Tuesday, January 24, 2006

Well, Harper pulled it off...barely. After running a nearly flawless campaign, picking up over 36% of the popular vote, and securing a respectable foothold in Quebec, the Tories still only managed a 21 seat margin over the imploding Liberals. How is that possible? You'll have to ask that question of voters from, where else, Ontario. They flirted with Harper only long enough to skew the pre-election day polling numbers. In the end, Ontarians were spooked by the prospect of electing the "Scary Christians from Calgary", though they did begrudgingly throw 40 ridings Harper's way. Hey, it's a start, I guess. Mass hysterical lunacy is apparently a difficult affliction to overcome.

4 Comments:

At 1/24/2006 2:12 PM, Blogger Eddie said...

It is hard for me to understand the parliamentary government and the concept of a "no confidence" vote. Isn't that kind of like polling an electorate during the middle of a term?

The second question I have is this: what kind of hair spray does Stephen Harper use in order to get his hair so perfectly planted?

 
At 1/25/2006 8:54 AM, Blogger Ace said...

In a way, yes. But one must keep in mind that a "term" in a parliamentary system is a fluid concept, particularly when the party in power has a tenuous minority. One could make the argument it's a good thing; if the ruling party was elected with 36% support, they should be prepared to face the electorate in short order should they attempt to pursue an unpopular agenda under the guise of a broad "mandate".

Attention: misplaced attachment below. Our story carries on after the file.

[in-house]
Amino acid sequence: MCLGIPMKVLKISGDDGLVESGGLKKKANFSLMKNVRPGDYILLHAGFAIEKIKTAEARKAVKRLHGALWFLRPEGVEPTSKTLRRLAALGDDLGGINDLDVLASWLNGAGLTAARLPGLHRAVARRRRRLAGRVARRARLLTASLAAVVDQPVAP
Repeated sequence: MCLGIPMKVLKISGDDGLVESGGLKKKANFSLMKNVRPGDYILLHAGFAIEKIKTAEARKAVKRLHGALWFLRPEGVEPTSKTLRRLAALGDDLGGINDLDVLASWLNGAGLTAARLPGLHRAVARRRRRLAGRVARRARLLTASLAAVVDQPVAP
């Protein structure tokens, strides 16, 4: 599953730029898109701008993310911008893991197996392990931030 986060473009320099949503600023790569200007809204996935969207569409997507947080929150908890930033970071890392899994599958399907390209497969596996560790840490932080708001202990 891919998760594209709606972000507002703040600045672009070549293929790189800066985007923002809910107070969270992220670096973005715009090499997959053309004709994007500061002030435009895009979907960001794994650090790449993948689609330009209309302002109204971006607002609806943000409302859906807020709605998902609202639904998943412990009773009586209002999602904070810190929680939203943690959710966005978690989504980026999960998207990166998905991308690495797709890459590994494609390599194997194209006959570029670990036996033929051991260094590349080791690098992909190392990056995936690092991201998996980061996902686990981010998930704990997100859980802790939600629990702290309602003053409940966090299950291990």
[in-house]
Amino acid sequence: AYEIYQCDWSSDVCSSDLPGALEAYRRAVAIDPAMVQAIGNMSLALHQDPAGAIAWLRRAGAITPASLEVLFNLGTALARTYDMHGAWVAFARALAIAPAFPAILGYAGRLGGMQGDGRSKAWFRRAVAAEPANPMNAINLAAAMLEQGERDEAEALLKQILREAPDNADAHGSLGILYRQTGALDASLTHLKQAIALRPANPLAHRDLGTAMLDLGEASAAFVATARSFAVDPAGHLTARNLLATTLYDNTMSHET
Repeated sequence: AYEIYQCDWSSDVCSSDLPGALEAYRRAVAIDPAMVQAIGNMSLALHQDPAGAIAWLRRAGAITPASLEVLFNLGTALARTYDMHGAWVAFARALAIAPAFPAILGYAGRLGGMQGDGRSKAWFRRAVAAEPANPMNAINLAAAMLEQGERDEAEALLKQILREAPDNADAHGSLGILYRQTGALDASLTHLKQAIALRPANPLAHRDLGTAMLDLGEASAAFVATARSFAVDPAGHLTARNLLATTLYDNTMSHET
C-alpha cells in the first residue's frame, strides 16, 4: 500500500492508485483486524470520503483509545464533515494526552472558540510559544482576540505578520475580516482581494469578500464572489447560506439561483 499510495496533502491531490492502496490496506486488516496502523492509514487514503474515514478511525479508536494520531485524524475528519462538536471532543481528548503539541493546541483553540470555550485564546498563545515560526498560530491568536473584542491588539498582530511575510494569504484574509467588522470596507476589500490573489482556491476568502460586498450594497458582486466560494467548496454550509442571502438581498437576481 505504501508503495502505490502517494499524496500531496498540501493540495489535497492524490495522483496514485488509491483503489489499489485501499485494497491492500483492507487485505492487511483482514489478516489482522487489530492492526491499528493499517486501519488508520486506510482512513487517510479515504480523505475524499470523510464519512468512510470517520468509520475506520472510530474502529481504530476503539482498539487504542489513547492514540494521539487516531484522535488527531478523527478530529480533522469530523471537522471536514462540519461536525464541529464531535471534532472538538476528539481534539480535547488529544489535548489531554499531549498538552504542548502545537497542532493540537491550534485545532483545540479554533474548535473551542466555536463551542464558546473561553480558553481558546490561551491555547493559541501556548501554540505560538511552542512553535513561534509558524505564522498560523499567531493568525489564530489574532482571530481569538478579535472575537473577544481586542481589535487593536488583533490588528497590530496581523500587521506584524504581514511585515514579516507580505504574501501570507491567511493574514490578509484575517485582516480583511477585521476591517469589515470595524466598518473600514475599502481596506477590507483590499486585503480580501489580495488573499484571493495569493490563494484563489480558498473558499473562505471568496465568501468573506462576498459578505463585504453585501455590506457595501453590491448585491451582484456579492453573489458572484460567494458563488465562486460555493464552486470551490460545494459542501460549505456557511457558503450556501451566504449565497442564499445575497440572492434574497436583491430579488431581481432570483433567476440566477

Harper's hair had to be coifed securely. Some people vote on the silliest of things, and a bad hair day could be disaster in a tight election where every single vote counts.

 
At 1/25/2006 9:02 AM, Blogger BACdanielle said...

Did you vote by absentee ballot?

 
At 1/25/2006 9:11 AM, Blogger Ace said...

No. The Canadian government enacted rules that bars ex-patriate citizens who've been out of the country for more than 5 years from voting, unless they sign an affidavit stating a genuine intention to return some day. Knowing how freely the bureaucracy up there shares info with Revenue Dept., I'm reluctant to sign such a document for fear of being nailed with 8 years of back taxes.

I'm a big fan of the adage, "if you don't vote, you can't complain", but when the government effectively prevents you from voting, I consider that a valid exception to the rule.

 

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